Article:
Fabian Butler was a firefighter for the City of Big Spring, Texas. Butler was wrongfully suspended from May 1, 2015 to September 23, 2019. Between his suspension and his reinstatement, he found alternative employment that resulted in total gross earnings exceeding those of his former employment. His pay fluctuated, and during some pay periods, Butler’s compensation from his replacement job was more than his firefighter earnings, while in others it exceeded his prior earnings.
After being reinstated as a firefighter, Butler filed a lawsuit seeking backpay from the City. When a trial court ruled that Butler was not entitled to backpay because the sum total of interim earnings exceeded what he would have earned as a firefighter, the matter wound up in the Texas Court of Appeals. Butler contended that the interim earnings analysis had to be on a pay period by pay period basis, and that the “excess” interim earnings in any one pay period could not be used to offset lower interim earnings in other pay periods.
The debate involved Chapter 143 of the Texas Local Government Code, which allows a firefighter or police officer who has been suspended to appeal a suspension to the Firefighters’ and Police Officers’ Civil Service Commission (the Commission). When the Commission finds, as it did in Butler’s case, that the period of suspension should be reduced, it can order a reduction in the period of suspension and restore the person to their former position or class of service.
Under Chapter 143, when the employee is restored to his former position or class, the employee is entitled to “full compensation for the actual time lost as a result of the suspension at the rate of pay provided for the position or class of service from which the person was suspended.” The statute does not define the terms “full compensation” or “actual time.”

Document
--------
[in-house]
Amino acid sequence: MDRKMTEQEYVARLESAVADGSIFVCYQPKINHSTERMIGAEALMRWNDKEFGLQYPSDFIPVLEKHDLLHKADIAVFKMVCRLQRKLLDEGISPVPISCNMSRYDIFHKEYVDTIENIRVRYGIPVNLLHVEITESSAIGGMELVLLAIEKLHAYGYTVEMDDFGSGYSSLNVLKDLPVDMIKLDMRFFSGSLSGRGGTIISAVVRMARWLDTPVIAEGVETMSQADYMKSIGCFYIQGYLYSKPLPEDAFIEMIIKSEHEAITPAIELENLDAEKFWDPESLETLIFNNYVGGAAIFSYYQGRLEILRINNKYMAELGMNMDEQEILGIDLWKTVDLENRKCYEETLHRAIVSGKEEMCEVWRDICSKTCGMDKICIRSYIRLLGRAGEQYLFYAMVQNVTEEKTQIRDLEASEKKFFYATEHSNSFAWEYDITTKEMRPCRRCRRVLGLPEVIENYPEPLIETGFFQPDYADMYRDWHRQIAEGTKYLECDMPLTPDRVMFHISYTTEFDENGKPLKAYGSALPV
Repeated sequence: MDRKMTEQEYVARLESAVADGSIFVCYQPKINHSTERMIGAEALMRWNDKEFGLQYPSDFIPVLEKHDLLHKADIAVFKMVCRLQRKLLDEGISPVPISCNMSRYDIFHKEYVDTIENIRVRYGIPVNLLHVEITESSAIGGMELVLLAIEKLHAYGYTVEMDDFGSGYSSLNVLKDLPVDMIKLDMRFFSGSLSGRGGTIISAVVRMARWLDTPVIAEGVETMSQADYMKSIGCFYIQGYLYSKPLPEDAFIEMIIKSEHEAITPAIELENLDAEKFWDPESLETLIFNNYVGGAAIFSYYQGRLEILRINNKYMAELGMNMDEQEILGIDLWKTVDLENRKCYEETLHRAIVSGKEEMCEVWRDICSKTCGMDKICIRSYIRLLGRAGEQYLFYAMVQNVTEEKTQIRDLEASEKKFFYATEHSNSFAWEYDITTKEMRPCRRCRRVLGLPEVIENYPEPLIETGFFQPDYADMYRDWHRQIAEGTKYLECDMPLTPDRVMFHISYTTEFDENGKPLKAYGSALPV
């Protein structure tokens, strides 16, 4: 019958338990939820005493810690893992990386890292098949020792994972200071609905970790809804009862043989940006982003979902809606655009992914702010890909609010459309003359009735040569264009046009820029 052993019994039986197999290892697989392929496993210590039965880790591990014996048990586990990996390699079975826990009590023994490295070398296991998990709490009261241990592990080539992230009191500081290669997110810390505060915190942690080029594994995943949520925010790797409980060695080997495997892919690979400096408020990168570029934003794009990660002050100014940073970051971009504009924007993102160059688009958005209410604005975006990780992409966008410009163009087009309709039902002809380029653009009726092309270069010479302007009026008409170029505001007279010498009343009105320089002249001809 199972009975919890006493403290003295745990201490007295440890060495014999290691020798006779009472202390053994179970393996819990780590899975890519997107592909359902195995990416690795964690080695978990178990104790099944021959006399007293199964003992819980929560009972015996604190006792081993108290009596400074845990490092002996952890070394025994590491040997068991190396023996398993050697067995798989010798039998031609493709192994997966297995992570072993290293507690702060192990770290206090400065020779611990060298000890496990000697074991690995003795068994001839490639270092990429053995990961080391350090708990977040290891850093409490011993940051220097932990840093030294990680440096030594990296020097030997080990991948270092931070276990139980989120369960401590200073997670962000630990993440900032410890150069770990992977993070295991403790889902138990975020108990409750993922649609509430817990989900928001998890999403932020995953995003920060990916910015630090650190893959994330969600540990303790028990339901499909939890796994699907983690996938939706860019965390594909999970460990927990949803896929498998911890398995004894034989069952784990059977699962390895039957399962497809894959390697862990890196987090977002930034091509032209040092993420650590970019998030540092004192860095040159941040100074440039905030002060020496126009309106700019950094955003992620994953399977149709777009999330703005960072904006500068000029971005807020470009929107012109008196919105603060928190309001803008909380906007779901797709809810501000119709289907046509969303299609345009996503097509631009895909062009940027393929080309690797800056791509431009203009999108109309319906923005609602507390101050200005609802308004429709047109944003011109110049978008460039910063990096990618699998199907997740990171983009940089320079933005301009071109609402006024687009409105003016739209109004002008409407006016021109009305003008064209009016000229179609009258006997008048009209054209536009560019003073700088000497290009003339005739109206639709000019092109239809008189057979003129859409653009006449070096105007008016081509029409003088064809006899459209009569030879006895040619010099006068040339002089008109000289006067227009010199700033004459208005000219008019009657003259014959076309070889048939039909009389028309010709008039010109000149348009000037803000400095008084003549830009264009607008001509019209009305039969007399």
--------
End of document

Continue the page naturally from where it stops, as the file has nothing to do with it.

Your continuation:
The Court found that “clearly, in the case of firefighters or police officers being restored to their status prior to any suspension, the legislature intended that they be fully compensated for any time lost, including pay and additional benefits. The chapter does not discuss whether such compensation should be reduced if the employee mitigates damages, nor does it include instructions on how to calculate such a reduction, if appropriate.
“The City argues that while Butler was suspended, his total earnings for the four years combined exceeded his regular pay and that thereforethe City now owes Butler nothing in terms of lost compensation. But the statute requires ‘full compensation for the actual time lost as a result of the suspension.’ Instead of a lump sum calculation of wages during the entire period, the statute directs us to consider full compensation for the actual time lost, as it existed or occurred at the time the compensation should have been provided. For example, a suspension of four years may include periods of reduced or no income at all before an employee is able to secure employment that either equals or exceeds the wages he earned from his prior employment. It may include multiple jobs of varying work, hours required, income, and skills implemented per pay period.
“We interpret the term ‘for the actual time lost’ to mean during the actual time period that wages were due and were lost. Any other interpretation can lead to absurd results. To faithfully adhere to both the doctrine of mitigation and the language of the Texas statute, it is most appropriate to calculate an award of full compensation by a review of earnings and a loss of earnings per pay period.
“Here, Butler is entitled to an award of backpay to be calculated per regular pay period. In any pay period where the wages earned during suspension were less than what he would have earned in his position with the City, Butler is entitled to the deficit. There is no offset statutorily authorized from any other pay period.”
Butler v. City of Big Spring, 2022 WL 2975948 (Tex. App. 2022).